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JCI table of contents: May 24, 2007

JCI Journals


Stuck on you: CEACAM6 helps E. coli stick to intestinal lining in Crohn's disease

In Crohn's disease, the lining of the small intestine is abnormally colonized by E. coli organisms that are able to adhere to and invade intestinal epithelial cells. In a study appearing online on May 24 in advance of publication in the June print issue of the Journal of Clinical Investigation, Arlette Darfeuille-Michaud and colleagues from Université d'Auvergne, France, show that the adherent-invasive E. coli (AIEC) adhere to a region of intestinal epithelial cells known as the brush border in patients with Crohn's disease, but not in healthy individuals. They show that this adhesion is dependent on the expression of the receptor CEACAM6 (carcinoembryonic antigen-related cell adhesion molecule 6) on the surface of the epithelial cells. They go on to show that CEACAM6 expression is increased in Crohn's disease patients after infection with AIEC bacteria, indicating that this organism can promote its own colonization in individuals with Crohn's disease. The authors conclude that CEACAM6 expression in individuals with inflammatory bowel disease could be used as a diagnostic marker for Crohn's disease.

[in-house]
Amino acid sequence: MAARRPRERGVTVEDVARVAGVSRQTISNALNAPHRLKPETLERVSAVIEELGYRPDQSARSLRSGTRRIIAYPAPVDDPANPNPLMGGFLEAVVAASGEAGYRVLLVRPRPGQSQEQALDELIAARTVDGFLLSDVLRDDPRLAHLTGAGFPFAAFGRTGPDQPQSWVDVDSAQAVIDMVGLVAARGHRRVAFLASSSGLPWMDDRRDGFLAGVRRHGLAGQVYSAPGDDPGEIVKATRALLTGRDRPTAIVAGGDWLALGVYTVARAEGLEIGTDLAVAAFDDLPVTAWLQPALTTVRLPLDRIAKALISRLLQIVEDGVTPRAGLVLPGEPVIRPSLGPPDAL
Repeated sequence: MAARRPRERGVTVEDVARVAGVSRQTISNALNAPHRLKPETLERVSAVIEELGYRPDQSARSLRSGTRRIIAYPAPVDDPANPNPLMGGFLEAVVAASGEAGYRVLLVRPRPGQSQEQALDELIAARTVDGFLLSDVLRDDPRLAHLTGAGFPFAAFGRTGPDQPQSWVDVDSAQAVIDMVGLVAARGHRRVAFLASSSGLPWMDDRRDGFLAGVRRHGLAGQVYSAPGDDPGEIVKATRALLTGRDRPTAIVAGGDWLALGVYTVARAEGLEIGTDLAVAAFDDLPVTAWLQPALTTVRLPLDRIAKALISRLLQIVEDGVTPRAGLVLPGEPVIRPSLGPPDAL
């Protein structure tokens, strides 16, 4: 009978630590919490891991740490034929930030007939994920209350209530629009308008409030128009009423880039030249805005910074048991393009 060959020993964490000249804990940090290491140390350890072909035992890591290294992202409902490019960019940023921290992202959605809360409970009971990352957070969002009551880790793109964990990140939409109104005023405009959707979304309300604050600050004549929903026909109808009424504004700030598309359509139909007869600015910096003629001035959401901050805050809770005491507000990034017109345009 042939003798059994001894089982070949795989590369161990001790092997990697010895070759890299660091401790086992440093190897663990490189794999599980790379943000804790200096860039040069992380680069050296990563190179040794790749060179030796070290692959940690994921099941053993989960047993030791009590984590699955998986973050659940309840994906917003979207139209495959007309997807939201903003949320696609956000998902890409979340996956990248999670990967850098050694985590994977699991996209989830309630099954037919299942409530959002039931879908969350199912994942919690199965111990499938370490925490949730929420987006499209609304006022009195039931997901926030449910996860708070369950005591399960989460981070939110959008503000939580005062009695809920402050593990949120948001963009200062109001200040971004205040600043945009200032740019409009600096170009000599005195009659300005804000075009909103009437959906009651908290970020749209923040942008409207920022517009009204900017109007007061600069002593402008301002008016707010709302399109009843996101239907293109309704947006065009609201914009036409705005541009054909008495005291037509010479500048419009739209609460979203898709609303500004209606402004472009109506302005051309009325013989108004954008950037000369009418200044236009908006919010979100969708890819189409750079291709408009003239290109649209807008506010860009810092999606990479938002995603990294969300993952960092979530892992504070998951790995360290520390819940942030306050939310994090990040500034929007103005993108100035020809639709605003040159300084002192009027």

TITLE: CEACAM6 acts as a receptor for adherent-invasive E. coli supporting ileal mucosa colonization in Crohn disease

Arlette Darfeuille-Michaud
Université d'Auvergne, Clermont-Ferrand, France.
Phone : 33-4-73-17-79-97; Fax: 33-4-73-17-83-71; E-mail:

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PPARgamma is required for the full effect of antidiabetic drugs

The molecule known as PPARgamma is required for the development of fat cells and is the target of antidiabetic drugs known as thiazolidinediones (TZDs). In a study appearing online on May 24 in advance of publication in the June print issue of the Journal of Clinical Investigation, Andrea Hevener and colleagues from UCSD report the unexpected finding that inactivation of PPARgamma in macrophages resulted in the development of insulin resistance in the livers of lean mice fed a normal diet, as well as impaired insulin signaling in fatty tissue, liver, and muscle. The authors went on to show that insulin resistance was even further impaired in these animals when they were fed a high-fat diet and the animals were only partially responsive to treatment with TZDs. The study reveals the essential role for PPARgamma in macrophages for the maintenance of insulin action in the whole body as well as in mediating the antidiabetic effects of TZDs.

TITLE: Macrophage PPARgamma is required for normal skeletal muscle and hepatic insulin sensitivity and full antidiabetic effects of thiazolidinediones

Andrea Hevener
University of California, Los Angeles, Los Angeles, California, USA.
Phone : (310) 794-7555 ; E-mail:

Jerrold M. Olefsky or Christopher K. Glass
University of California, San Diego, California, USA.
E-mail: (J. Olefsky)
E-mail: (C.K. Glass)

Mercedes Ricote
Centro Nacional de Investigaciones Cardiovasculares, Madrid, Spain.